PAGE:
It is not often that I find time to read. Typically I put books, magazines and newsletters in a pile and throw a few in my bag wherever I go thinking that I may catch a moment to read in between my mommy duties—my work hours surely don’t involve much reading these days for there is so much to do!
So, excuse me if you have all heard about this before me, but I was recently reading up on the issues that our trusty supermarkets are in discussions about implementing their own nutrition profiling system—in the form of shelf-tag programs—to help shoppers identify healthy foods. What a great idea! NOT!!! Although there are several different “profiling systems” and each uses a different criteria to determine how healthy a food is (there are no regulations for these systems as of yet). Like we weren’t confused enough! And according to one system, Frosted Flakes is considered a smart choice. What?!
Is this going to make shopping easier for Americans (no need to read ingredient lists or nutrition facts labels anymore) or more confusing? Because each system has different criteria, I believe it will be far more confusing for a person to navigate the grocery store. My advice: stick to the ingredient lists and nutrition facts labels.
To make myself totally clear, we are talking specifically about packaged foods from bags to cans and everything in between.
Let’s first talk about ingredient lists. The longer the list, the more processed the food is (less whole). So go for the shorter list. And, keep in mind that the first ingredient is of the highest quantity in the food product and the last ingredient is of the least. So if sugar (or some form of like corn syrup) is number one or two, the food has tons of sugar! Make sense? When it comes down to the actual ingredients, I tell my clients to lookout for the following:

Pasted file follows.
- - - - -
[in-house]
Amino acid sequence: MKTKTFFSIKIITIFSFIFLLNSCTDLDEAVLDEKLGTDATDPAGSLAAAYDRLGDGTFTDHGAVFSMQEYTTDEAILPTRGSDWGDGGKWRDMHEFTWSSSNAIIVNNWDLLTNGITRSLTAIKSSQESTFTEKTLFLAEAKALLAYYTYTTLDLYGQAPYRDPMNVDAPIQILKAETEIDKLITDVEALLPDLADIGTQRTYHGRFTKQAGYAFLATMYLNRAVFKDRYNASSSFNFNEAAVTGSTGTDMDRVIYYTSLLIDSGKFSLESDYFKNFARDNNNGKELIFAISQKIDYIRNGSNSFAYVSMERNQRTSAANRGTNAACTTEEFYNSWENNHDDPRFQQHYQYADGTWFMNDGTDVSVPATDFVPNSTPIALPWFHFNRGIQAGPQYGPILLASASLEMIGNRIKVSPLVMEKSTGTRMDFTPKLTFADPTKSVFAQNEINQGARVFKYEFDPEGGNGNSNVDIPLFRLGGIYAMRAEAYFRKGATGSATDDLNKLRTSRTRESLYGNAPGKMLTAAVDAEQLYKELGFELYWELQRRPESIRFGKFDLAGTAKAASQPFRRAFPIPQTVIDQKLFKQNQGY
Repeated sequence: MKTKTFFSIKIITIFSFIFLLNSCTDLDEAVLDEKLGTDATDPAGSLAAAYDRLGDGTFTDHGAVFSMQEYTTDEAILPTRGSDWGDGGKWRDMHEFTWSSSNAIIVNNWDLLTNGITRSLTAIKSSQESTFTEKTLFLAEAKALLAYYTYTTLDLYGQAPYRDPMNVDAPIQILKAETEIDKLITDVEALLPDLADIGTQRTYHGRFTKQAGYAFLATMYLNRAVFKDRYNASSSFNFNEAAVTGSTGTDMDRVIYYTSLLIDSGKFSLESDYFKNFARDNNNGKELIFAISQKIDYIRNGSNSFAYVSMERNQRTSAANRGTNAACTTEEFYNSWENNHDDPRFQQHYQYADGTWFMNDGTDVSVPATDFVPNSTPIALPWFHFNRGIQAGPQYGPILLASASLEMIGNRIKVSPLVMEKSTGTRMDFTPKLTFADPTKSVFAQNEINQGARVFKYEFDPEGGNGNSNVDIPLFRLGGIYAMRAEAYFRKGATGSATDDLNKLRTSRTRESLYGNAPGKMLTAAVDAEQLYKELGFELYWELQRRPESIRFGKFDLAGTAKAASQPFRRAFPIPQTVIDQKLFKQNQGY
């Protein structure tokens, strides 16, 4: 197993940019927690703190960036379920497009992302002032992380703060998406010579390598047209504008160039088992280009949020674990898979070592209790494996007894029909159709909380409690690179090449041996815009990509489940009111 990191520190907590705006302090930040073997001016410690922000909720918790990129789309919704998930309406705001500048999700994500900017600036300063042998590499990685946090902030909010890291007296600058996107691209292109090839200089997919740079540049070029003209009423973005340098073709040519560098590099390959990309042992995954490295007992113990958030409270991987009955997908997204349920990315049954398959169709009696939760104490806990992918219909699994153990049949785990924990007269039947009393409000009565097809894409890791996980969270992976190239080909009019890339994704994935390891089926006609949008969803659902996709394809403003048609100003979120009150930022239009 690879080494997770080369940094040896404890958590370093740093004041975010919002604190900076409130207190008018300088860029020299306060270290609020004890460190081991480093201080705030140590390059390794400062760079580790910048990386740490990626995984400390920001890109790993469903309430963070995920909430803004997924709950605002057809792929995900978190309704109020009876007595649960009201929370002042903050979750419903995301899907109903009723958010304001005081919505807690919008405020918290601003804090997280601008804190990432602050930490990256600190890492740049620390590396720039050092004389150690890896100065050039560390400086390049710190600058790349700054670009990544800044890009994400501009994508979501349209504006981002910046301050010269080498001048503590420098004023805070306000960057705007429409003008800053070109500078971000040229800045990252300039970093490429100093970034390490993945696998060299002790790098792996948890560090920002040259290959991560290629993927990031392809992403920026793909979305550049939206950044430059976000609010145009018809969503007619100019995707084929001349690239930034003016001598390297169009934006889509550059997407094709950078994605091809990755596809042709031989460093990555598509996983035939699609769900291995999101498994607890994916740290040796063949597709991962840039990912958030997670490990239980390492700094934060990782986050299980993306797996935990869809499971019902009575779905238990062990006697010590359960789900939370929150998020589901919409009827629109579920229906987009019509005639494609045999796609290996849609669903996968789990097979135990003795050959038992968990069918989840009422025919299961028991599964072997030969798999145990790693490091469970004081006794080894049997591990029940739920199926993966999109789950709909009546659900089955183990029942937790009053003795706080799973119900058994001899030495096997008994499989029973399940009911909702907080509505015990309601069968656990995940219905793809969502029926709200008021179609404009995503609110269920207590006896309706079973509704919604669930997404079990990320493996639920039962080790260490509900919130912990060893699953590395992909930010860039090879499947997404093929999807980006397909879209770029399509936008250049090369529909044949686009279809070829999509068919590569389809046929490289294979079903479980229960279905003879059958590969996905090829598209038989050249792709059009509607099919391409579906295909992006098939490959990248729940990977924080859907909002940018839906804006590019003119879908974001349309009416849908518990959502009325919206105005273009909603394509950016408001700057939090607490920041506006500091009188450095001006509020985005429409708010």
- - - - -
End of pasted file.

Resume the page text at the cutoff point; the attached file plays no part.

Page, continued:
FD&C Colors (Food Drug and Cosmetic Colors) are a wide variety of artificial colors used to color food (as well as drugs and cosmetics). Colors are typically a derivative of coal tar, a thick liquid or semi-solid tar obtained from coal. Main concern about coal tar derivatives is that they cause cancer in animals as well as allergic reactions. Found primarily in processed foods (candy, confections, cereals, puddings, jelly, hot dogs, imitation foods, condiments, soft drinks, etc.).
-FD&C blue no. 1/FD&C blue no. 2
-FD&C citrus red no. 2
-FD&C green no. 3
-FD&C red no. 2 (in Canada and Europe ONLY)/FD&C red no. 3/FD&C red no. 40
-FD&C violet no. 1
-FD&C yellow no. 5/FD&C yellow no. 6
Although all colors are permanently listed for use in foods and drugs with the FDA, their safety is not fully proven (inconclusive data).
Bella Petite Hour podcast now playing (with host Ann Lauren) on “FoodTrition,”featuring special guest interview with Culinary Nutritionist Stefanie Sacks. What is a balanced diet? Let’s take diet out of the equation and call it food lifestyle; then, let’s assume that we are all individuals and that “balance” means something different to everyone. I think most of us are finally convinced that what we are eating needs to change. The question remains: How do make healthier food choices that fit our particular lifestyle?
Spend an hour with Stefanie to learn about conscious eating and gain the tools to be able to negotiate a healthy food lifestyle even when “on the go”. Although, there are numerous obstacles that contribute to poor food choices, there are many ways around these roadblocks. Stefanie will explore what is standing in the way and offer knowledge and skills to have a better relationship with food. This witty discussion on “FoodTrition” will leave you empowered, educated and laughing!
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